TAMPA HEIGHTS, Fla. (WTSP) – The debate over whether a Tampa Heights Elementary School should continue to honor Confederate Gen. Robert E. Lee has been ongoing within the community for years, but there has been little official action until now.

At Tuesday’s school board meeting, board member Tamara Shamburger introduced discussions that could formally begin the process of renaming the elementary school that Shamburger says honors the wrong side of history.

“We need to name it to something that represents these students,” she said.


The conversation on renaming the school comes at a time when local and state governments across the nation are revisiting their commitment to Confederate monuments and other relics of the Confederate past. Some argue that because the Confederacy wanted to preserve slavery, continuing to celebrate Confederate heroes ignores the pain slavery caused and the racist legacy that carries on today.

“This is not some case of revisionist history. This is not at all changing history,” said Shamburger. “You don’t have to have a name on a school, you don’t have to have Confederate statues, you don’t have to have flags flying over the interstate to understand or remember what the Confederate soldiers or the American Civil War was about.”

“What you need is a book. Maybe even a museum. So, this school is not going to change anything. The American Civil War did not happen right here on Columbus Avenue, so changing the name is not going to change history.”

Lee Elementary sits on Columbus Avenue in Tampa Heights, a community that is majority African American. And although it is a magnet school and attracts students from outside of the community as well, the school’s population is 57 percent black.

“It’s just long overdue,” said Shamburger. “We have to make sure that it represents the students here.”

When 10News first reported on the issue in late May, Tampa Bay History Center historian Rodney Kite-Powell weighed in on the difficulty the country faces as it deals with this part of its past.

“You can always find a characteristic or part of [someone’s] past that could disqualify them from having something named after them," Kite-Powell said. "So, the question can be asked, ‘Where does it end?’”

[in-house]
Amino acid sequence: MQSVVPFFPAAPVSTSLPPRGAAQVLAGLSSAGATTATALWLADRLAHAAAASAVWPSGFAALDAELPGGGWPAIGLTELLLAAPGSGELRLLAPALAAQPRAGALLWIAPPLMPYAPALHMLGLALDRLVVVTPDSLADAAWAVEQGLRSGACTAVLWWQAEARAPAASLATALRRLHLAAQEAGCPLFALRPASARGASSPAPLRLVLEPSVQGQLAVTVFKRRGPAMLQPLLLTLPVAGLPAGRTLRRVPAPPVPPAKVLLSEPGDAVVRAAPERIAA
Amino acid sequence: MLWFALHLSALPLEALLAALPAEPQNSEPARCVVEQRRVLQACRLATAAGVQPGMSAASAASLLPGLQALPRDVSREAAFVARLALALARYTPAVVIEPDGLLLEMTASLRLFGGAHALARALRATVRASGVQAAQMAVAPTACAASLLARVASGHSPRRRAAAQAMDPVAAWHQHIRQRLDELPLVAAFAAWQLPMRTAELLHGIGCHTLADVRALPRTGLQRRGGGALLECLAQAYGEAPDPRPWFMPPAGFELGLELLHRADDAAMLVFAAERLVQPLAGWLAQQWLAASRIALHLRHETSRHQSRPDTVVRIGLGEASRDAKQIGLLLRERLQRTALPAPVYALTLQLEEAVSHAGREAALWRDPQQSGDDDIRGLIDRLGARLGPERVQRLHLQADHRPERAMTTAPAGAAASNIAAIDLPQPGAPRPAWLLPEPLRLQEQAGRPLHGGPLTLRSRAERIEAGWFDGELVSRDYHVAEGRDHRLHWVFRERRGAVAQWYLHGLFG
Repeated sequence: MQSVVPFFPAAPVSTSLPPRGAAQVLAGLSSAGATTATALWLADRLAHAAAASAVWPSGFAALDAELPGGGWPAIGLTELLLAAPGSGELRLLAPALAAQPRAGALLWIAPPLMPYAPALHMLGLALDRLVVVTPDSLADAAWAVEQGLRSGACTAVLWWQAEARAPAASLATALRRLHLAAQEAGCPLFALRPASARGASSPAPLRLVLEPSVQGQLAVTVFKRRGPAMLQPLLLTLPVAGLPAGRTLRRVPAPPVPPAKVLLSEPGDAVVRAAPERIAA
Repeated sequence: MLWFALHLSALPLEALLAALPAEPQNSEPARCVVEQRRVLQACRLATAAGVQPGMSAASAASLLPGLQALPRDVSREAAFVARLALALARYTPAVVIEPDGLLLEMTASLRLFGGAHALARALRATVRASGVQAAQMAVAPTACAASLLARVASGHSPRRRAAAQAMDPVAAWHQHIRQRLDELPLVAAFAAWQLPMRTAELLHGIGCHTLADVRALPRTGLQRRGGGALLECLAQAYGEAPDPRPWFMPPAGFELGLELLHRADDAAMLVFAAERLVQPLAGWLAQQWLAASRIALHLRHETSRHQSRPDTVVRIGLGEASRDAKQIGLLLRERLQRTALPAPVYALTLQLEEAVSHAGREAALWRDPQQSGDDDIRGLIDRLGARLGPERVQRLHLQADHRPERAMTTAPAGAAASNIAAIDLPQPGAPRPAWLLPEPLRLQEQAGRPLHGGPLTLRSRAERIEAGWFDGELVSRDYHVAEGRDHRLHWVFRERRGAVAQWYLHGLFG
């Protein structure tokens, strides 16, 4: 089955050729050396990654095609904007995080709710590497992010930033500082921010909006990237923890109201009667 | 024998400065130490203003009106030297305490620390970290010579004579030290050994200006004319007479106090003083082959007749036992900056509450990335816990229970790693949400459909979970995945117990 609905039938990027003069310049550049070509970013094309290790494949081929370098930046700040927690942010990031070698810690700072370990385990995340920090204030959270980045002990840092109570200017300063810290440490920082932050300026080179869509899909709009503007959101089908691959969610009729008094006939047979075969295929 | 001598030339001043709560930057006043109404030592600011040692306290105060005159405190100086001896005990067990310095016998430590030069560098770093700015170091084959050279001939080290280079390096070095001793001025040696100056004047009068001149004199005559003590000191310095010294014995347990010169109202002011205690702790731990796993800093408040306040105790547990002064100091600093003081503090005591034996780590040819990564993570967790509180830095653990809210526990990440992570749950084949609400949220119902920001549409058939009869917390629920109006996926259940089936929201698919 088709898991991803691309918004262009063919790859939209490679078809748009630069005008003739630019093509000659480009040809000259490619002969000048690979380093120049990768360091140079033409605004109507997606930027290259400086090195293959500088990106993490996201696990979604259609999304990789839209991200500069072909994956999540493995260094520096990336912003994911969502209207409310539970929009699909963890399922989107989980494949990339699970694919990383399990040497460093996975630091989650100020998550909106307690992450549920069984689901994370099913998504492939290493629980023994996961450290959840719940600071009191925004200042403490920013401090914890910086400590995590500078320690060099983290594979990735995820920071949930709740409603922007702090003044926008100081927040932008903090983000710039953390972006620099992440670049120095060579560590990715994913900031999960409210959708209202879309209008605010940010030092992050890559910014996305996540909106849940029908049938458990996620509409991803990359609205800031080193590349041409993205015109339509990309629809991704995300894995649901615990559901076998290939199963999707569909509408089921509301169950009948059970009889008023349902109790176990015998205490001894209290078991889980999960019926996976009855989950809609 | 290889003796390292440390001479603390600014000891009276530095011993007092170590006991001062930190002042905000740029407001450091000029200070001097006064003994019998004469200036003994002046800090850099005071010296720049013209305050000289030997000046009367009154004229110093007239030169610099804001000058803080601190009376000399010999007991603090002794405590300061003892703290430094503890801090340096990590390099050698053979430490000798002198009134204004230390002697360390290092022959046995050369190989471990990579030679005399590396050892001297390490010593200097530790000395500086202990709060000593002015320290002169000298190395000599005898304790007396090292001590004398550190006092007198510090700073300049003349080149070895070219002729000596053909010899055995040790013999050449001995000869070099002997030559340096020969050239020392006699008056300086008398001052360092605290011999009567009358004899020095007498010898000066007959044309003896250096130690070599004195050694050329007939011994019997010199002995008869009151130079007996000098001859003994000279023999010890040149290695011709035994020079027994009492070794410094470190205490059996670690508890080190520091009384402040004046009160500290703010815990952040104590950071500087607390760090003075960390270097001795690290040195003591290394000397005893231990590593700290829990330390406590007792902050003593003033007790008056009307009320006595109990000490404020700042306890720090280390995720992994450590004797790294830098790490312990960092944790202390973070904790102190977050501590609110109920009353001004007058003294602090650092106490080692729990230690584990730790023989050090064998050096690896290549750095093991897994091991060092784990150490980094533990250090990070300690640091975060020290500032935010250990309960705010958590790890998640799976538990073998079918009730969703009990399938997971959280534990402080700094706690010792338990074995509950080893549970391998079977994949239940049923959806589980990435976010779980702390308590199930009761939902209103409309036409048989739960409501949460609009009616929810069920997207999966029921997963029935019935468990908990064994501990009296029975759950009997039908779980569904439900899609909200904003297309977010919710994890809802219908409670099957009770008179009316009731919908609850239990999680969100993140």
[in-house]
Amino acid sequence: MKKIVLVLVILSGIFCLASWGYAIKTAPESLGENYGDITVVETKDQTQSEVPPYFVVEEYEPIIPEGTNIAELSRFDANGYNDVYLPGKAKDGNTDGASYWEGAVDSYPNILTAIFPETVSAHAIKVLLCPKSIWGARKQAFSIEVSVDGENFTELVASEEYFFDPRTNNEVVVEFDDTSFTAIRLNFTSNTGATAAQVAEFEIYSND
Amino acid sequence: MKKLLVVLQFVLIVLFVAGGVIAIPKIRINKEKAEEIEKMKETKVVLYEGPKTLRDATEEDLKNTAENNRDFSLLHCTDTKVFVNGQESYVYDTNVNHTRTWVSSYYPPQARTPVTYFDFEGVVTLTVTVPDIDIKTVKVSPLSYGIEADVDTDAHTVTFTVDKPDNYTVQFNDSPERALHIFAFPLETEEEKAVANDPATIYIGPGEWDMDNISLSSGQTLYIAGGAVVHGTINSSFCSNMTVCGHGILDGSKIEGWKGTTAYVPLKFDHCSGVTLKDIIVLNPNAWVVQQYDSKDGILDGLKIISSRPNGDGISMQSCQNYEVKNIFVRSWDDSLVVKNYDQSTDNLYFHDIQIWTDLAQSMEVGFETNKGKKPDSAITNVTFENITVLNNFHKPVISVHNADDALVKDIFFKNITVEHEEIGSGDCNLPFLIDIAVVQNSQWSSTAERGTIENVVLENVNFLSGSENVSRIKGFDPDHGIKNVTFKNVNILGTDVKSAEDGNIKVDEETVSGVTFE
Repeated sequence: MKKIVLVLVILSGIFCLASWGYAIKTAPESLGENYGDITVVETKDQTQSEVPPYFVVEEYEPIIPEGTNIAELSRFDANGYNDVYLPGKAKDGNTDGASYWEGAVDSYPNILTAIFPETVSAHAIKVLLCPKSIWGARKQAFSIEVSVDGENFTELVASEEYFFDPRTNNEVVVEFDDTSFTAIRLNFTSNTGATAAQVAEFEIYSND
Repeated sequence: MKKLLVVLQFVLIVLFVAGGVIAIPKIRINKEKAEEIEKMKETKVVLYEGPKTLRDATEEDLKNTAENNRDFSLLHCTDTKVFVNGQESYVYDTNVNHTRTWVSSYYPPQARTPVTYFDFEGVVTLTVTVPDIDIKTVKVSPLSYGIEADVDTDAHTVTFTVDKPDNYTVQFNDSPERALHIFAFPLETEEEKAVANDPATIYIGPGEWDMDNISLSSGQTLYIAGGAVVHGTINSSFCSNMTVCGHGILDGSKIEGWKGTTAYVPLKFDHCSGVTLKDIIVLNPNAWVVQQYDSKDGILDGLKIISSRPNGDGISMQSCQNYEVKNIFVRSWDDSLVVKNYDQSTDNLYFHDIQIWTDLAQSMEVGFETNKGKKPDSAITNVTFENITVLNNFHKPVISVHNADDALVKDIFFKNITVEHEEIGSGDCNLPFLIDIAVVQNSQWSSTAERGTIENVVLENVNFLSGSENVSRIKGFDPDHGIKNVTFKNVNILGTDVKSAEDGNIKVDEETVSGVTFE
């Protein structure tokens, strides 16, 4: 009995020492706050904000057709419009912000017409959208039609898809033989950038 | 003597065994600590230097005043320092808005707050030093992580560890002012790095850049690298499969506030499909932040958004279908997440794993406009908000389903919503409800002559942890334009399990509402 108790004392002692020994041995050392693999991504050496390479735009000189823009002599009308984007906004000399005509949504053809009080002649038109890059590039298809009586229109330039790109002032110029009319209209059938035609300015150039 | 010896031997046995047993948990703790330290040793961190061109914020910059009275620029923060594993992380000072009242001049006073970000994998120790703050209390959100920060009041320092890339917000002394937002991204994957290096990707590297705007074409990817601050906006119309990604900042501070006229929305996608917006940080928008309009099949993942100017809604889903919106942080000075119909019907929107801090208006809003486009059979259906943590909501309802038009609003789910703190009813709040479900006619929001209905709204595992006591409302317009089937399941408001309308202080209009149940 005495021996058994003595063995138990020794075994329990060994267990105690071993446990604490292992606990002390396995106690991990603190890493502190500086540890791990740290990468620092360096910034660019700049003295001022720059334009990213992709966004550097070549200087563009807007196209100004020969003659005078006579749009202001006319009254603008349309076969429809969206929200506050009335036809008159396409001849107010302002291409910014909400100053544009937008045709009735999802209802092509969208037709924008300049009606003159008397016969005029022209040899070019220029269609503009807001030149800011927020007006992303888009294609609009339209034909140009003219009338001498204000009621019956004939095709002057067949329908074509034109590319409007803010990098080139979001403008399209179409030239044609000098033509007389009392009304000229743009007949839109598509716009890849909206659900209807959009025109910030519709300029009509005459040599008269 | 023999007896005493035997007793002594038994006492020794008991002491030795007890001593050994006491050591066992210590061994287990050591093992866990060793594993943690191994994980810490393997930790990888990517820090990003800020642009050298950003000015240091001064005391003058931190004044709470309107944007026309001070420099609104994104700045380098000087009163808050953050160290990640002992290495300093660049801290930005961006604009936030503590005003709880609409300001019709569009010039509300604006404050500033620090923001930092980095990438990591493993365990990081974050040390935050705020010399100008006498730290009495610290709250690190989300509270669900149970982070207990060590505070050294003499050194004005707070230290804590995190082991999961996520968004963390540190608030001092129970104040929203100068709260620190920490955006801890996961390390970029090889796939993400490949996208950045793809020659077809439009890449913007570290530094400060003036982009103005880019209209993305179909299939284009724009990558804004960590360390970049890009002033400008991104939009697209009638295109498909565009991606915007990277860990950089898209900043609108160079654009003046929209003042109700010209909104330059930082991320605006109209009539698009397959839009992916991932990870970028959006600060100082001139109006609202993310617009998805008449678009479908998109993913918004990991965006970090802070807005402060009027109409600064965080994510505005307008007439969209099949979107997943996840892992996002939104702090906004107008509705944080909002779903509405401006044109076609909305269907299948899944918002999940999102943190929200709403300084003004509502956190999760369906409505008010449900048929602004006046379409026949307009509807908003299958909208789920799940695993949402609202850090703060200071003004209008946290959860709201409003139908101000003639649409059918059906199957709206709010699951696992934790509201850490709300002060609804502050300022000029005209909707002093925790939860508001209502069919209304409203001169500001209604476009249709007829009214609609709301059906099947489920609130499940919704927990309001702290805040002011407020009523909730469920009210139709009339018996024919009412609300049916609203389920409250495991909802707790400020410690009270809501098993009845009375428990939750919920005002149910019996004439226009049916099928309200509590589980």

But Kite-Powell admitted the vestiges of slavery make the conversation difficult.

“When you have something so abhorrent as slavery, it’s hard to rectify that with people’s images of people and institutions that, in their mind, don’t represent that,” Kite-Powell said.

Community members both black and white have varying opinions of what should happen with Lee school.

Jeff Vecera, who is white, told 10News in May that he was moved to action after hearing New Orleans Mayor Mitch Landrieu speak about why Confederate monuments in his city should be taken down.

““Robert E. Lee, Jefferson Davis…they’re not heroes. They were traitors. They fought against our United States government,” said Vecera. “[Lee] fought that the white man was better than the black man, and that’s got to be kind of a disheartening thing for a 5-year-old."

Vecera said he hoped the school board would take swift action to rename the school.

"It's ridiculous to put these people on a pedestal who tried to keep a race of people down," Vecera said.

His sentiments were in line with those of Lee alumna Kayla Brock, who lives right across the street.

“It’s not appropriate anywhere, but especially over here [in Tampa Heights] where African American people are 95 percent of the population,” Kayla Brock said. “I would love to see the name of this school changed … to me [Lee] stands for a person that is pro-slavery. He led the Confederate Army.”

While Lee did write in 1856 that slavery was a moral and political evil, he did own slaves through inheritance. He eventually freed them, but not until after they helped make his property profitable.

But for some in the community, the conversation is less about symbolism than it is about tradition. Some neighbors said they wanted to keep the name because it’s been that way for as long as they can remember, and have personal memories attached to the school.

Others say they don’t see the name as a bad thing for the community.

“It’s a part of history, even though it’s bad history,” said Brenda Smedley, who has a son attending Robert E. Lee Elementary. “It just represents a part of life back then that we lived in and we survived through. I don’t see where it would be negative.”

Hillsborough County spokeswoman Tanya Arja said the process of changing a school name takes at least 18 months after the school board agrees to take up the issue so the community can have time to weigh in on the decision.

Emerald Morrow is a reporter with 10News WTSP. Like her on Facebook and follow her on Instagram and Twitter. You can also email her at emorrow@wtsp.com.